The upshot was that the Liberal Party dumped Morris, who was later convicted over the threats and jailed for two years, later reduced to one.

No doubt Labor’s primary interest was damaging an opponent – and they succeeded, the Libs losing the bellwether seat and the election – but their digging undeniably served the public interest.

The example shows that political dirt-digging is often “appropriate and beneficial,” says Hawker, “so long as it’s not fabricated information”.

The dirt business requires fine judgement and we have seen a couple of spectacular cases of what happens when that judgement is lacking. Back in 2002, Liberal senator Bill Heffernan’s judgement was clouded by his homophobia when he used parliamentary privilege to claim a High Court judge, Michael Kirby, had used Commonwealth cars to procure young men for sex. In 2009 opposition leader Malcolm Turnbull alleged corrupt dealing by prime minister Kevin Rudd in the so-called Utegate affair. In both cases the claims were made on the basis of documents that were proved to be forgeries. The damage to the reputations of the accused was temporary; the damage to the accusers enduring.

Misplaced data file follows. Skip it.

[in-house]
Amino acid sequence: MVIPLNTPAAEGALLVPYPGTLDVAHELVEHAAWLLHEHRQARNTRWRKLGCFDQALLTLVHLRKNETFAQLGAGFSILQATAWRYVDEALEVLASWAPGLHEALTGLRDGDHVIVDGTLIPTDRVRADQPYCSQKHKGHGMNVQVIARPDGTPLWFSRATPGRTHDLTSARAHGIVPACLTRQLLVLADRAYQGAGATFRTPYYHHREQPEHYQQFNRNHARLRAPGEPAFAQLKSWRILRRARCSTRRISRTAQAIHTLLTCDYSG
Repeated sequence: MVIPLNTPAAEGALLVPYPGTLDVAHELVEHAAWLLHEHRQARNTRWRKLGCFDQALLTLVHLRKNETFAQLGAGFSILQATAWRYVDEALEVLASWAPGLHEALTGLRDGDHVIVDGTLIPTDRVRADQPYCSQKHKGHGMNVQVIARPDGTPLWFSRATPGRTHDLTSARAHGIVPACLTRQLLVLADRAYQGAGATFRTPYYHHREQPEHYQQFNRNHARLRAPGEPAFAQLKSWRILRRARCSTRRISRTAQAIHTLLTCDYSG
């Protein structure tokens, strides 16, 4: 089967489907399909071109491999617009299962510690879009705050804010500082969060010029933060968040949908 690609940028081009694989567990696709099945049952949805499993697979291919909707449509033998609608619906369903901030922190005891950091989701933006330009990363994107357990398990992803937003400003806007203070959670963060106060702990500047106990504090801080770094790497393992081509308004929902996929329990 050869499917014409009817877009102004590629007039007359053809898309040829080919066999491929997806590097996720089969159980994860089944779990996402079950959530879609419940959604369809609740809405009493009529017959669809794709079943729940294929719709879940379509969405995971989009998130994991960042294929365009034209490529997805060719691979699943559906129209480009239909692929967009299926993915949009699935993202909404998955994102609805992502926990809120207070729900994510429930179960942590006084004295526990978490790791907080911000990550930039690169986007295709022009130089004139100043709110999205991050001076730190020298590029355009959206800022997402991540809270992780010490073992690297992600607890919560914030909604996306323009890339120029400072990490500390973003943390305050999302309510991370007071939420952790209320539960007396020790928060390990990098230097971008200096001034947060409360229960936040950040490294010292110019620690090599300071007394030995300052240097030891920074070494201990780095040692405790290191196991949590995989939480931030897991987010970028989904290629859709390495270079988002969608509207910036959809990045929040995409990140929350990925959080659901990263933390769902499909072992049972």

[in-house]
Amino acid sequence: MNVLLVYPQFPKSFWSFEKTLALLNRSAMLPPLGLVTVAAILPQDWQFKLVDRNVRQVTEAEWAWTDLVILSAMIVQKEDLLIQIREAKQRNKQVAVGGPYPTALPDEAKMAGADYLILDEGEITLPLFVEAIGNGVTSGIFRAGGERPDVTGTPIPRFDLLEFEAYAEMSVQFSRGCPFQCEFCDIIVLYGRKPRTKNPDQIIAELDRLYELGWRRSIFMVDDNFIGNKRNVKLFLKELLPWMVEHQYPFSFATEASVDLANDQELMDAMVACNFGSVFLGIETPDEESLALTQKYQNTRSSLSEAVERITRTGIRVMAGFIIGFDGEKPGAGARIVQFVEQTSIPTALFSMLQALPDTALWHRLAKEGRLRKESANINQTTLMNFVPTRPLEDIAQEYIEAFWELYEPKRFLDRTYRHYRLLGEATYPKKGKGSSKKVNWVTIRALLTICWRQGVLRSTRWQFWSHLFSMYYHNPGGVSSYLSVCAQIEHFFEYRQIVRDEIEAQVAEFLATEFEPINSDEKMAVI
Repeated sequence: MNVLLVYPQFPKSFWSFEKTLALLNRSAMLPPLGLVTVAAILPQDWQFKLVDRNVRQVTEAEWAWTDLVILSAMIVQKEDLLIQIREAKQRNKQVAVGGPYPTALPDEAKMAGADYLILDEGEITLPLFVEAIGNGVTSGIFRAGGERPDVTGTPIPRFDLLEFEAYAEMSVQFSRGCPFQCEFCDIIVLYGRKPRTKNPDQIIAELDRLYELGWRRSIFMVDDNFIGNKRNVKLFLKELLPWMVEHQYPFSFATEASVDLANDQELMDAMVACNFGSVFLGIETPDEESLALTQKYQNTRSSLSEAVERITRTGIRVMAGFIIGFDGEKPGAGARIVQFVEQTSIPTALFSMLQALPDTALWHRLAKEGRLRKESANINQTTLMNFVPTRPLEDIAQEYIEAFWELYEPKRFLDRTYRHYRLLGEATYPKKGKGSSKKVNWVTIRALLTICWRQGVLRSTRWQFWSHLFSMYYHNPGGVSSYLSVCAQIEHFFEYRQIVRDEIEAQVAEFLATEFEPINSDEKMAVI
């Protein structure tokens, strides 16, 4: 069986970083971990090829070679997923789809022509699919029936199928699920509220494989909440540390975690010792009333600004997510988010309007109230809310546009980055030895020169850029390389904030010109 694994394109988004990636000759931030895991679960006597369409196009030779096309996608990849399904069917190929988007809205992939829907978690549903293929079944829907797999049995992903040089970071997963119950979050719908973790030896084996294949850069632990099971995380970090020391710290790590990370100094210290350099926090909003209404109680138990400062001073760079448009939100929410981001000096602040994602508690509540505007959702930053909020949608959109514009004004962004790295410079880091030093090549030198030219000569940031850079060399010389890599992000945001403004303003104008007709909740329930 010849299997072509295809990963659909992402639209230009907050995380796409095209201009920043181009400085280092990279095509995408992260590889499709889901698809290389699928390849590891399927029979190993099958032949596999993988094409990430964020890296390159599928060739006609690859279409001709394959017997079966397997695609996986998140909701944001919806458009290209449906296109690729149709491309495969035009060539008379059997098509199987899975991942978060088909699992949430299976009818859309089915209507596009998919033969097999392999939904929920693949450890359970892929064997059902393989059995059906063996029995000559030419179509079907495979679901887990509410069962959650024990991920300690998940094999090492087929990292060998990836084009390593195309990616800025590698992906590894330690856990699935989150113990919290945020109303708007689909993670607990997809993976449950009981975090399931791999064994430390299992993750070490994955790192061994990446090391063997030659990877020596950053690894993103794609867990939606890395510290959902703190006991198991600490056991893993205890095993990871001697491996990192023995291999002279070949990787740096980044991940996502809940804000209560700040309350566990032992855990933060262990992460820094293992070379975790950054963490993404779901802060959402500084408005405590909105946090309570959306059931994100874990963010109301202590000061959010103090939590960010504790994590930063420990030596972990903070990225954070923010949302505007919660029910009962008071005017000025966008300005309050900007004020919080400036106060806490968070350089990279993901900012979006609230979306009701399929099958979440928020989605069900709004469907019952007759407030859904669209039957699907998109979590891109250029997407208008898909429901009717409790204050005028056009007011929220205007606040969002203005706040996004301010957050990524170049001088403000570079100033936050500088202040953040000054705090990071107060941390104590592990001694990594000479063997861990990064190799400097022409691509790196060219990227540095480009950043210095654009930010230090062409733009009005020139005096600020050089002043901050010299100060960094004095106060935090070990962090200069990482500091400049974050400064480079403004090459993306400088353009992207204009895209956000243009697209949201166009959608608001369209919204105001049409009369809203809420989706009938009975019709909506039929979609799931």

There’s always the risk of blowback when one is spreading dirt, and an outstanding example of that occurred in late 2007. Fairfax reporter Jason Koutsoukis wrote an illuminating piece about how he was offered a dirt file on then Labor deputy leader Julia Gillard by a Liberal Party source.

He wrote of being invited down to an office in Parliament House to find “my source beaming behind two glasses of red and a fat manila folder” marked “Gillard”.

“Thumbing through the first 30 pages of musty news clips, old quotes, and a well-worn tirade aired in the Victorian parliament last century, I asked if there wasn’t at least the whiff of something new?” he wrote.

Instead he found the old, previously debunked allegations that “union funds were used to renovate Gillard’s house and buy her some personal items”.

Koutsoukis not only refused to play in the dirt, he wrote a savage piece condemning the “bankrupt” attempt to smear Gillard.